Just when you thought you had heard everything the guitar had to say, a modern swashbuckler uncovers a plan for reviving historical guitar music. Los Angeles-based guitarist and folk music historian Lucas Gonze uses the internet to travel back in time to the pre-recording era of American popular music. Gonze visits the dusty corners of virtual libraries to rediscover the compositions of the19th century on a mission to both subvert stifling internet copyright laws and to bring life to forgotten musical artifacts that have been silenced for over 100 years. LTK Guitar sat down with Gonze to discuss the origins of his unique project and to learn how he adeptly brings this compelling music to life on the guitar.

This came about because he saw me play a gig and thought it would make a good article for guitar players.

Link: http://guitar.lovetoknow.com/Reviving_Historical_Guitar_Music. (PDF).

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About this site

This site is primarily for my own covers of songs from before the recording era was really underway. The time period is roughly 1800, when American musical identity started to branch off from its foreign roots, to 1927, when the economic and technological conditions created by recording ended the era of participatory music.

The Original Dixieland Jazz Band broke in 1917. Piano sales went into the toilet around 1923. Louis Armstrong raised the artistic game to a point that excluded ordinary musicians during the period 1927-1930. Bing Crosby started singing in a way that wasn’t possible in an acoustic environment — too quietly to be heard without amplification — in the early 1930s. There was a transition from a musical environment where music was made in person to an environment where it was made far away. Before, the product was sheet music and instruments. Afterward the product was records and phonographs. This blog is about the musical world before that change.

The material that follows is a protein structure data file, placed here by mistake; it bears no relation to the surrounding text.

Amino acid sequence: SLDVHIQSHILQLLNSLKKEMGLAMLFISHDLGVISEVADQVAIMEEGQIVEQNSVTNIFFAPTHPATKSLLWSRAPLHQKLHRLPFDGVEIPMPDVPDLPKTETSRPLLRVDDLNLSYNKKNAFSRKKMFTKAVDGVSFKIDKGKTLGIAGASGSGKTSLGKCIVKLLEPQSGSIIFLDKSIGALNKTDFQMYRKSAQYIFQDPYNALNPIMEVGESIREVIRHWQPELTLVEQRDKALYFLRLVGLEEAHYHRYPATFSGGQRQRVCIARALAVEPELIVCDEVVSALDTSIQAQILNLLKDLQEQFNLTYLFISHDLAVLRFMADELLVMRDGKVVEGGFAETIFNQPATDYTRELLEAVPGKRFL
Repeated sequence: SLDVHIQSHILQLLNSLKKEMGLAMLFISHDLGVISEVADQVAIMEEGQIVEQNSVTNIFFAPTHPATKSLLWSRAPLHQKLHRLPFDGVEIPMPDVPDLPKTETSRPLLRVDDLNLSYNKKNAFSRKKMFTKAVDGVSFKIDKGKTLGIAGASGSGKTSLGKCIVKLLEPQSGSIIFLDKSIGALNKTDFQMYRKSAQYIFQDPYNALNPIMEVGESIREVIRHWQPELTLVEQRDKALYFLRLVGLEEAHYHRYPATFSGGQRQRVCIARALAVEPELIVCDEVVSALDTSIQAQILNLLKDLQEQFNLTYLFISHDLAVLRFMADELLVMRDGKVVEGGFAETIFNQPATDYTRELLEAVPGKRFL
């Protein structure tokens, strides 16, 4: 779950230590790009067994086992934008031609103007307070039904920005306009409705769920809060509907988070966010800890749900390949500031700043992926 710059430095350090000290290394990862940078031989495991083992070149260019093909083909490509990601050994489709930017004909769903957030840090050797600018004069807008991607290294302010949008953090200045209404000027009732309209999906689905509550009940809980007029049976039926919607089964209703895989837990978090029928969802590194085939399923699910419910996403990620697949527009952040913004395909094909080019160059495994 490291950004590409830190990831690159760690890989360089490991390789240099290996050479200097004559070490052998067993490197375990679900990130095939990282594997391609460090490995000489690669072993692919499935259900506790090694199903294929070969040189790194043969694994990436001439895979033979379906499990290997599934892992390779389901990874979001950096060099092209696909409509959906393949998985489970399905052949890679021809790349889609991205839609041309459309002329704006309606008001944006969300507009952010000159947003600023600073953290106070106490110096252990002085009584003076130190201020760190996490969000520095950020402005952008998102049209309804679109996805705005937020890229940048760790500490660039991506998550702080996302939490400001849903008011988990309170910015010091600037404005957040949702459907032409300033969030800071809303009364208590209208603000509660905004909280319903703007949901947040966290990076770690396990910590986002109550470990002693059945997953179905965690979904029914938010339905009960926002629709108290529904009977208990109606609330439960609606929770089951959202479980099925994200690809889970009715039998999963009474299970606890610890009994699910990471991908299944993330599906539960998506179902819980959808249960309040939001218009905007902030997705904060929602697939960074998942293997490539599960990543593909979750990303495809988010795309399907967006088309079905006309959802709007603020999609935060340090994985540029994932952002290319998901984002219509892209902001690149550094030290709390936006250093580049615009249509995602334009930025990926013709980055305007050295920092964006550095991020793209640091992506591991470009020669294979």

Also I’m going to put up pointers to pre-recording low culture like burlesque, Thomas Edison, municipal corruption and crime, and to current philia like steampunk and civil war reenactment.

The site will be as participatory as possible given that it is ultimately a personal blog. My own music will always be remixable. I’ll point to sheet music repositories that I come across, so that others can play this music also. I’ll welcome submissions from friends and music from around the net, and whenever possible I will try to link up to other blogs and social media.

There will be material from the real-world Los Angeles music scene — clubs, bands, friends, and events. I’ll post about the act I do with Tequila Mockingbird under the name “Alvin and Lucille,” though a Myspace page Tequila is setting up will be that project’s main home.

To some extent this site has conflicting purposes. On one hand I need a brochure to promote my music and get gigs. On the other hand I just want to have fun with a silly premise. Maybe these needs will sabotage one another and force the project to go in one direction or the other. But maybe they will complement one another. We’ll see.

This site is not an indefinite commitment. Maybe it will end sooner, maybe later. And once it ends it will definitely become a brochure, though I can’t say what it will be a brochure for at at this end of the experience.

Lastly, this site may have an undercurrent of digital politics, but it will stay submerged. My other blog is for technology and politics. This place is for goofing off with fun stuff.

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Soup Greens is a blog by Lucas Gonze

Soup Greens is the name of a musical act and a blog about old music.

The stage act is acoustic guitar instrumentals of American pop music from before the recording era. Here and there the act has singing. The guitars are a 1928 Gibson L3 and an 1890 parlor instrument.

The blog is this web site.

The person who does the blog and the stage act is Lucas Gonze, aka me. I live in Venice Beach, which is by the ocean in Los Angeles, California.

To contact me, send an email to lucas@gonze.com.